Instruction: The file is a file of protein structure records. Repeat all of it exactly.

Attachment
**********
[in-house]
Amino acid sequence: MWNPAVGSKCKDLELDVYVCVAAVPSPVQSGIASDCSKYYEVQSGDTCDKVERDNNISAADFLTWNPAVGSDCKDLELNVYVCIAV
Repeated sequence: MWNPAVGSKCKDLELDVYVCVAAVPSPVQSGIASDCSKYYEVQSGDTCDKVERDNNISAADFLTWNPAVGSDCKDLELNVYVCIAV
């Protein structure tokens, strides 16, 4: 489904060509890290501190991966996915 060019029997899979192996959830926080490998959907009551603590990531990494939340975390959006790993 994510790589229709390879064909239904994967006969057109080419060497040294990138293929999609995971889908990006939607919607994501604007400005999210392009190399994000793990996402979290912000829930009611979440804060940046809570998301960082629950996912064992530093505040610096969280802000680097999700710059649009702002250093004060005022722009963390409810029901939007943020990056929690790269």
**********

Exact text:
[in-house]
Amino acid sequence: MWNPAVGSKCKDLELDVYVCVAAVPSPVQSGIASDCSKYYEVQSGDTCDKVERDNNISAADFLTWNPAVGSDCKDLELNVYVCIAV
Repeated sequence: MWNPAVGSKCKDLELDVYVCVAAVPSPVQSGIASDCSKYYEVQSGDTCDKVERDNNISAADFLTWNPAVGSDCKDLELNVYVCIAV
């Protein structure tokens, strides 16, 4: 489904060509890290501190991966996915 060019029997899979192996959830926080490998959907009551603590990531990494939340975390959006790993 994510790589229709390879064909239904994967006969057109080419060497040294990138293929999609995971889908990006939607919607994501604007400005999210392009190399994000793990996402979290912000829930009611979440804060940046809570998301960082629950996912064992530093505040610096969280802000680097999700710059649009702002250093004060005022722009963390409810029901939007943020990056929690790269």